Kind words from our friends in St. Cloud. It's always nice to hear we're making an impact!
"On behalf of the St. Cloud High School Health Science Department I want to extend our thanks for including our program in the Regional Nursing Career Pathway Initiative. Your presenters were fabulous and the curriculum exciting!"
Here at the Science Center, we have baby alligators that are about two to three years old. In one lifetime, they’ll go through about 2,000-3,000 teeth because of the constant wear down they experience. In the wild, they eat fish, small mammals, birds, and other reptiles. We feed them a diet of chicken and reptile pellets, but we’d like to remind our guests to not feed alligators in the wild.
Naturally timid of humans, alligators begin to associate food with people once they get into the habit of being fed. It’s very dangerous and leads to an increase of alligator attacks. Visit NatureWorks to feed our gators without the worry!
Being a carnivorous animal, an Eastern Indigo Snake’s diet consists of turtles, fish, birds, small alligators and other snakes, venomous and non-venomous. Primiarily found in Central and South Florida, Eastern Indigo Snakes frequent flatwoods, dry glades and sandy soils. Humans are the biggest known threat to these snakes because of highway fatalities, pet trade and habitat destruction. These creatures are enlisted as an endangered species and if you happen to see one in your yard, please contact the Florida Fish & Wildlife Conservation Commission 1-888-404-3922.
Energy saving light bulbs are more than just a popular trend, they’re literally a ‘light saver.’ Although they cost about $5 more than the average bulb, they save approximately $30 or more per household during its lifetime by using 16 watts instead of 60 watts of energy. Using fewer watts, energy saving light bulbs generate less heat and allow homes to remain cooler. They’re proven to be 80% more efficient compared to a regular light bulb, so it’s no wonder that people are switching to a brighter solution.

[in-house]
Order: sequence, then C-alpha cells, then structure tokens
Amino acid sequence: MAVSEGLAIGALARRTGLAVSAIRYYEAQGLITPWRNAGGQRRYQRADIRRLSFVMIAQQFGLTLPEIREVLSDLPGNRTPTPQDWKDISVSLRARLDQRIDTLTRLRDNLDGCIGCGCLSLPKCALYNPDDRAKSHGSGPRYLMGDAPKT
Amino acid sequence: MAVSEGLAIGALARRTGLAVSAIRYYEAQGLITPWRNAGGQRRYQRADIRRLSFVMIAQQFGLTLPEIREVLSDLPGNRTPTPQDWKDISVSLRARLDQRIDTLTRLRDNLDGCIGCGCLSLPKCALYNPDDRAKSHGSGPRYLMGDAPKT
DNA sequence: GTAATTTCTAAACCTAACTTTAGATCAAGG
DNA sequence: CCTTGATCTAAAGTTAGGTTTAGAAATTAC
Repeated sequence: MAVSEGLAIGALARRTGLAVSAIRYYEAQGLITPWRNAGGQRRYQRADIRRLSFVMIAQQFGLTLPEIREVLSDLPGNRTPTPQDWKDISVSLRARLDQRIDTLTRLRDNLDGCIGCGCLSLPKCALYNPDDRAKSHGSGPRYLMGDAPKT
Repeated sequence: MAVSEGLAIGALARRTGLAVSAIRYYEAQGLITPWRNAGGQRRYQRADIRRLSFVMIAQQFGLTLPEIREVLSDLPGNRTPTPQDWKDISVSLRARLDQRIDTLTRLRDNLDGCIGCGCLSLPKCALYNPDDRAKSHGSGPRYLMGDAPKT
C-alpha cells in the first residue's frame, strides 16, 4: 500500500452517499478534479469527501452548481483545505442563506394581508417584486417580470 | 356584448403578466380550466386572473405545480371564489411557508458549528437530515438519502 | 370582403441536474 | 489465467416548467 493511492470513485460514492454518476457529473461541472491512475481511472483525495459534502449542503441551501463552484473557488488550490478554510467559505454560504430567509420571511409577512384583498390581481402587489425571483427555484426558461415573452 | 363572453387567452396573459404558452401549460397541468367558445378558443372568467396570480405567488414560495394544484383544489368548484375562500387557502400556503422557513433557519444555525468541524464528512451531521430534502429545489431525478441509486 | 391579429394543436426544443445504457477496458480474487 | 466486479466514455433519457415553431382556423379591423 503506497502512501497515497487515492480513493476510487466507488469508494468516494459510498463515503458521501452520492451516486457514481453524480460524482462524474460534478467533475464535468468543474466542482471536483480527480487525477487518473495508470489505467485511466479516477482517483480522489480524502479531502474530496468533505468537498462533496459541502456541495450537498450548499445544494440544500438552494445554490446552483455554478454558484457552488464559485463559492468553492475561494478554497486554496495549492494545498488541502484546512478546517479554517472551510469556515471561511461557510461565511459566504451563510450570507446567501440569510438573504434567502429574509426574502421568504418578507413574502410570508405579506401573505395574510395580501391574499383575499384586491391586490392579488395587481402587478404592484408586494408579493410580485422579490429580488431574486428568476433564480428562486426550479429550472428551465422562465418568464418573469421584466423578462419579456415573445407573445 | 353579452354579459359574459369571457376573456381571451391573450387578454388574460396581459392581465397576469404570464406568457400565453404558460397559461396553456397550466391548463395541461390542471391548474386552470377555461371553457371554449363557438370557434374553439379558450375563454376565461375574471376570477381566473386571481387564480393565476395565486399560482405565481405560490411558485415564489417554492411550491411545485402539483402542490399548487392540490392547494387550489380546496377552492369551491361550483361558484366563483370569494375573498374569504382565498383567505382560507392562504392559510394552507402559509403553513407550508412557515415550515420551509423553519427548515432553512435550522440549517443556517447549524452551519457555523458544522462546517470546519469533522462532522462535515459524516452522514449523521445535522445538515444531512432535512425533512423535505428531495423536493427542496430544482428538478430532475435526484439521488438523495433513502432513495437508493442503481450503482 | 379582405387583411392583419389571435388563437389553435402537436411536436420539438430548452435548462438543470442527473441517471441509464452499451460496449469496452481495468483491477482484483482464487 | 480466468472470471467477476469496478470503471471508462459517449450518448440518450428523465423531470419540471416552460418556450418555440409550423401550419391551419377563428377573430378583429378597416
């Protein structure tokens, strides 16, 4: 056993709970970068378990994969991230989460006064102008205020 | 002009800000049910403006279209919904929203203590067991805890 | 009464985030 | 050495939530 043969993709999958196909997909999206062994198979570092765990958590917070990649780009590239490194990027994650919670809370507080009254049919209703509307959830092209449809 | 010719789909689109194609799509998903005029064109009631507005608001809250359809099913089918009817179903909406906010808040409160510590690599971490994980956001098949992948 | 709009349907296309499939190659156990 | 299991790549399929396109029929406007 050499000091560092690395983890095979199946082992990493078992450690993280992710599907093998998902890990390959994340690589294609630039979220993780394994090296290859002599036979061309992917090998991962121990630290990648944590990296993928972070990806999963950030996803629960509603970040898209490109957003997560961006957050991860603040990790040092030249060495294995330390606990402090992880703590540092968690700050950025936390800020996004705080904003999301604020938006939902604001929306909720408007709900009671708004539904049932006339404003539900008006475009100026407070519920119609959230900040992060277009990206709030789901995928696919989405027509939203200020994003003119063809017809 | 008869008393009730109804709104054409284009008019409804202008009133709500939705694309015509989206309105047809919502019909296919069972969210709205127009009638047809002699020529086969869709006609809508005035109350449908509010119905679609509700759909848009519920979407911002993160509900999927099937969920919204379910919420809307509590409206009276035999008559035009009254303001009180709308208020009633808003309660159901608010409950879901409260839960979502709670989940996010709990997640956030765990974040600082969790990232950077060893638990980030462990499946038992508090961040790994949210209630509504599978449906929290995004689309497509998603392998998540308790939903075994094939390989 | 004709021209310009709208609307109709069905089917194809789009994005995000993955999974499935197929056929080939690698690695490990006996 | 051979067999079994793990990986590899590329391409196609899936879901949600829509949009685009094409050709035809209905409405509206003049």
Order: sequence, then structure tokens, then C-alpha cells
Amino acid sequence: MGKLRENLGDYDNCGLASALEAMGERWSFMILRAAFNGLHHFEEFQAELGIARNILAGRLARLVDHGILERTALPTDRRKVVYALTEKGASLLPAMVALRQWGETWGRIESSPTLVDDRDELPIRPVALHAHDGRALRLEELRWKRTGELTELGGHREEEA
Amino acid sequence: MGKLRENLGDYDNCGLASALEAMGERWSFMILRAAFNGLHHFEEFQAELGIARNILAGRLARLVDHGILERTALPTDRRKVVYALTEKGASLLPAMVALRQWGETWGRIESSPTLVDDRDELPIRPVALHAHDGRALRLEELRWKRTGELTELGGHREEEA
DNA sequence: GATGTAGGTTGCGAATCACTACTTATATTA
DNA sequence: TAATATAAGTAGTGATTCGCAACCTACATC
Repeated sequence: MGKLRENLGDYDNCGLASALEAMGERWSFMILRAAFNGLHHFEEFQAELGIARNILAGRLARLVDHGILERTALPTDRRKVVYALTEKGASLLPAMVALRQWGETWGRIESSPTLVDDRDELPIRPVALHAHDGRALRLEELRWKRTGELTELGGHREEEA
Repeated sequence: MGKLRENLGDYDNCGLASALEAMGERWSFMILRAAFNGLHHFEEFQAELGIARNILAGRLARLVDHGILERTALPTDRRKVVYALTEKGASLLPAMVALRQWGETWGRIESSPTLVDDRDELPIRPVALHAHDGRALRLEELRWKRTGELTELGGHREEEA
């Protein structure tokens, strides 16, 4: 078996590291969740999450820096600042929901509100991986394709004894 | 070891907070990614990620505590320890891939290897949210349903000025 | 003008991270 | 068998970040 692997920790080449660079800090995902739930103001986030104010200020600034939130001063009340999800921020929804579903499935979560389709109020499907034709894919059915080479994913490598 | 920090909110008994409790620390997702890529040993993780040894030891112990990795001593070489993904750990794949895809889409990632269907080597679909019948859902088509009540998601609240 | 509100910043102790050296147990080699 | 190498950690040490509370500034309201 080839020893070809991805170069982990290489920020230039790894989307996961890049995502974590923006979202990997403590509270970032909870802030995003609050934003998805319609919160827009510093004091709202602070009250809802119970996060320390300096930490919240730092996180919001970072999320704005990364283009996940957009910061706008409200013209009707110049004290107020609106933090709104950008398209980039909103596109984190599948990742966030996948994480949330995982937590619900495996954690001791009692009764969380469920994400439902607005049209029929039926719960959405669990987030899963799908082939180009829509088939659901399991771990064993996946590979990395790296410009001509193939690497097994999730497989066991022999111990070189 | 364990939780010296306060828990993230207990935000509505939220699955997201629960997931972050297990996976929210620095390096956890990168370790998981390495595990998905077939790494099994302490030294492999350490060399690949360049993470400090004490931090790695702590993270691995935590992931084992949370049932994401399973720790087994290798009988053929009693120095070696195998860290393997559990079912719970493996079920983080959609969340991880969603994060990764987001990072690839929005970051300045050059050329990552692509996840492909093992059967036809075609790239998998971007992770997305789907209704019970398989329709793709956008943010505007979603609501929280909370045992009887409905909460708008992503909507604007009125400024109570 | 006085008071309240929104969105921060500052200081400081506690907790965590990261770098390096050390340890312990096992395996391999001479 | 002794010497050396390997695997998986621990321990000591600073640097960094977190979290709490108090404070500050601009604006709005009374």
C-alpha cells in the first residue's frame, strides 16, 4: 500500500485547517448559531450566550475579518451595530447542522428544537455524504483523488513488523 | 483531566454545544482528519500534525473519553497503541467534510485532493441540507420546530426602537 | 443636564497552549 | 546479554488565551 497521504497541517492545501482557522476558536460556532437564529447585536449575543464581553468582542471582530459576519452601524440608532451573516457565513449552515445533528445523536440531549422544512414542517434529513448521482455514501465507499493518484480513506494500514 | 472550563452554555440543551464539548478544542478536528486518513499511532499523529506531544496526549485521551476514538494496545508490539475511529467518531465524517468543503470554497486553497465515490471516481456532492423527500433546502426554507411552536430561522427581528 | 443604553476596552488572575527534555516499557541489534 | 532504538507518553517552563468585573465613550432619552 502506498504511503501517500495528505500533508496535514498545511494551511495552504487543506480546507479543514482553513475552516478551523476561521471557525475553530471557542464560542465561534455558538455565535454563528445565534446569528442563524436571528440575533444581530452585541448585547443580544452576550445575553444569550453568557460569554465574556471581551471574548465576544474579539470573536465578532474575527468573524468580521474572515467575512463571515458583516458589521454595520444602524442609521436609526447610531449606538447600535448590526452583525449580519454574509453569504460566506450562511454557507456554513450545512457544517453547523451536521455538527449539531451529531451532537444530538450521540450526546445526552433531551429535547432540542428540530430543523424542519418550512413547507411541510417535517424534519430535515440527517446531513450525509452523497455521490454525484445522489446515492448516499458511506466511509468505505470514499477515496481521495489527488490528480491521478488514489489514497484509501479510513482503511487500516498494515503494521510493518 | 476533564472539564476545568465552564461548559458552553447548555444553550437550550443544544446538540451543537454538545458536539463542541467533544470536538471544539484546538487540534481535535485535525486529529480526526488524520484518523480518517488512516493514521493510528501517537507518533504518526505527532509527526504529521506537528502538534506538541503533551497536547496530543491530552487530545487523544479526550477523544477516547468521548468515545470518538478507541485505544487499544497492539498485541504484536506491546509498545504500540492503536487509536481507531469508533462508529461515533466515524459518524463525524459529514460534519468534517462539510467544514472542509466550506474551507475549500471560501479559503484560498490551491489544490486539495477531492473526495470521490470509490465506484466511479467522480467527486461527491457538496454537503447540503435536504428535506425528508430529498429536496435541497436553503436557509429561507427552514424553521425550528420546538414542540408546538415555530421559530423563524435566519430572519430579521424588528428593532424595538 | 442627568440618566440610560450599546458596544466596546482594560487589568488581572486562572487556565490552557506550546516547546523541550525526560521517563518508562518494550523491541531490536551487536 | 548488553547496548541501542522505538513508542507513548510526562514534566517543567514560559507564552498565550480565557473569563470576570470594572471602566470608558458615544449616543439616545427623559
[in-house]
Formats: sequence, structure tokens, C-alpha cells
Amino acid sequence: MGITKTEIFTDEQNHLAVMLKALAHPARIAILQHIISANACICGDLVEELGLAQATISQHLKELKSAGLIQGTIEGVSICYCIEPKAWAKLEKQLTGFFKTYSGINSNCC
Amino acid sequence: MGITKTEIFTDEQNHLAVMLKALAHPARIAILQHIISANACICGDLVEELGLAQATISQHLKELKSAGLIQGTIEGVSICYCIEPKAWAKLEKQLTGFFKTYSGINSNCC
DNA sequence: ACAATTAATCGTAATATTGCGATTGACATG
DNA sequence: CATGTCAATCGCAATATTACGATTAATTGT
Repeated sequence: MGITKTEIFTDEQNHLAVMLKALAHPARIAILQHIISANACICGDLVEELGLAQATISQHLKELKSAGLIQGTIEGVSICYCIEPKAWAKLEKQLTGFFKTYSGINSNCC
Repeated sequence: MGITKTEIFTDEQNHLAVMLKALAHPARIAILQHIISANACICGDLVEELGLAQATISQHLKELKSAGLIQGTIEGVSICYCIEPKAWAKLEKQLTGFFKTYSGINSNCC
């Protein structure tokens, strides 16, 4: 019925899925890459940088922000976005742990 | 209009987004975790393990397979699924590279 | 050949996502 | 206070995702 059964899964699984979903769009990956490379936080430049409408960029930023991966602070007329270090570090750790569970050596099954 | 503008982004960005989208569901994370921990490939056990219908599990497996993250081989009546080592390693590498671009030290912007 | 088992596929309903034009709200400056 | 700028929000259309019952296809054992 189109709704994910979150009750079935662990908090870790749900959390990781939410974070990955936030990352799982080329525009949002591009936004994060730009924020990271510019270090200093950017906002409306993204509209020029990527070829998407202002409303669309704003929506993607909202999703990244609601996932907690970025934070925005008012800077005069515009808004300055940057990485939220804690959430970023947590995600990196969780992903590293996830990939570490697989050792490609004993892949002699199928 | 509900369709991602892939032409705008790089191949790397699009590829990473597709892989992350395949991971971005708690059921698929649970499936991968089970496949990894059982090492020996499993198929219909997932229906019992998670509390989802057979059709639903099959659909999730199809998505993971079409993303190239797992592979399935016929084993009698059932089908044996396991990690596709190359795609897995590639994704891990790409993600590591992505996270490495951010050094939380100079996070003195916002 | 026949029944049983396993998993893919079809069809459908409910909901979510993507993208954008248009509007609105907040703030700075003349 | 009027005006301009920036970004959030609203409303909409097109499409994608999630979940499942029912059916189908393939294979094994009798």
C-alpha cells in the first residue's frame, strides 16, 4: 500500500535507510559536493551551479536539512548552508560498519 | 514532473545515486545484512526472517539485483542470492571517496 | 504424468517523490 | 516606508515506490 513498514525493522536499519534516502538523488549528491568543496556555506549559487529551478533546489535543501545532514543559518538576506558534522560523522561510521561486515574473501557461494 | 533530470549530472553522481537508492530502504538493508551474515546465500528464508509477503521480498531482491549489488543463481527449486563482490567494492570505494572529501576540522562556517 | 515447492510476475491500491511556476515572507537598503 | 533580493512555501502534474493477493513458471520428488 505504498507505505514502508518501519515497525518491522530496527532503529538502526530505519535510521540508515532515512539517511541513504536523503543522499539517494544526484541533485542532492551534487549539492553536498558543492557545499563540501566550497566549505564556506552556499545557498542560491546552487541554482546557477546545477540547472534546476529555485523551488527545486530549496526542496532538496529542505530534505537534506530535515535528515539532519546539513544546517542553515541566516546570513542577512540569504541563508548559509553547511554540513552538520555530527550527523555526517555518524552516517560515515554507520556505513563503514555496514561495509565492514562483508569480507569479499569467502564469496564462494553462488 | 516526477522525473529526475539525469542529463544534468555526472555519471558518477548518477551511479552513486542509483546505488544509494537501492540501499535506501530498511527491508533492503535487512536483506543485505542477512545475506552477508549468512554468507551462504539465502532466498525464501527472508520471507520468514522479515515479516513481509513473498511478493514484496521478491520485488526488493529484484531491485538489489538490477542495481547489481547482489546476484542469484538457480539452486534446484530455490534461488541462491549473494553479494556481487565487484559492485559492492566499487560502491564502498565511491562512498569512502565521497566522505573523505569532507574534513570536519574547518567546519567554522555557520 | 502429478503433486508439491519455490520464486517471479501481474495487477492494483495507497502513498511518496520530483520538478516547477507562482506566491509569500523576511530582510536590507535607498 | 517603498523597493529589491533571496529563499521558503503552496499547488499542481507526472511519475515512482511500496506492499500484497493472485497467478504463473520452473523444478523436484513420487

Over 500 cavemen and cavewomen stepped into the past on November 6 for Orlando Science Center’s fourth annual Neanderthal Ball. Guests arrived in style by showcasing their favorite animal print cocktail dresses, ties and prehistoric accessories. DinoDigs set the stage, providing attendees with the opportunity to dine beside STAN the T-Rex and slightly friendlier dinosaurs.
Capital Grille, Tim’s Wine Market and Orlando Brewing helped kick off the festivities by providing fine wine and delicious beer that flowed freely throughout the gala evening. The silent auction was the talk of the party, as some of Orlando’s most influential people traveled around the fourth floor rotunda bidding on items that were graciously donated by an array of spectacular sponsors. Exclusive travel packages, theme park attractions, wine and dining events, sports and golf outings and gift certificates were just some of the unique experiences and items offered.
The celebration continued throughout the night as our ancient friends enjoyed their meals, while rocking out to music and themed entertainment. Chief Meteorologist Jeff Day led the raffle drawings that included two round-trip Air Tran tickets, a Chauffered Dine-Around, as well as the best prize of the night, a half-carat diamond!
Due in part to this extraordinary fundraiser, dedicated Board of Trustees and devoted staff, the Orlando Science Center is able to maintain the mission and goal of inspiring science learning for life.
Composting is an easy way to reduce waste and it also benefits plants and soil. According to StopWaste.org, you need an equal proportion of browns, greens, air and water to make compost. Browns are dry, woody materials (leaves, shrub clippings, pine needles, newspaper, etc.) while greens are moist, nitrogen-fied materials (fruit and vegetable peelings, grass clippings, weeds, and the like). Mix the browns and greens equally and make sure the compost is kept as moist as a wrung-out sponge. Once your mixture has a nice, earthy smell and appears like coffee grounds, it’s ready to be used!
From 1975 to 1995 Florida was amongst the only four states that did not have any earthquakes; however, our state has not escaped all seismic shocks. For instance, in 1866, an earthquake in Charleston, South Carolina (two states away!) sent shocks throughout northern Florida and along its east coast. Of course this is nothing compared to the near 10,000 earthquakes of varying magnitudes occuring EACH year in southern California – luckily our state is not located on any hazardous faults or fault zones! If you want to see earthquakes and other forces of nature in action, check out the newest giant screen film playing at the Dr. Phillips CineDome, Forces of Nature.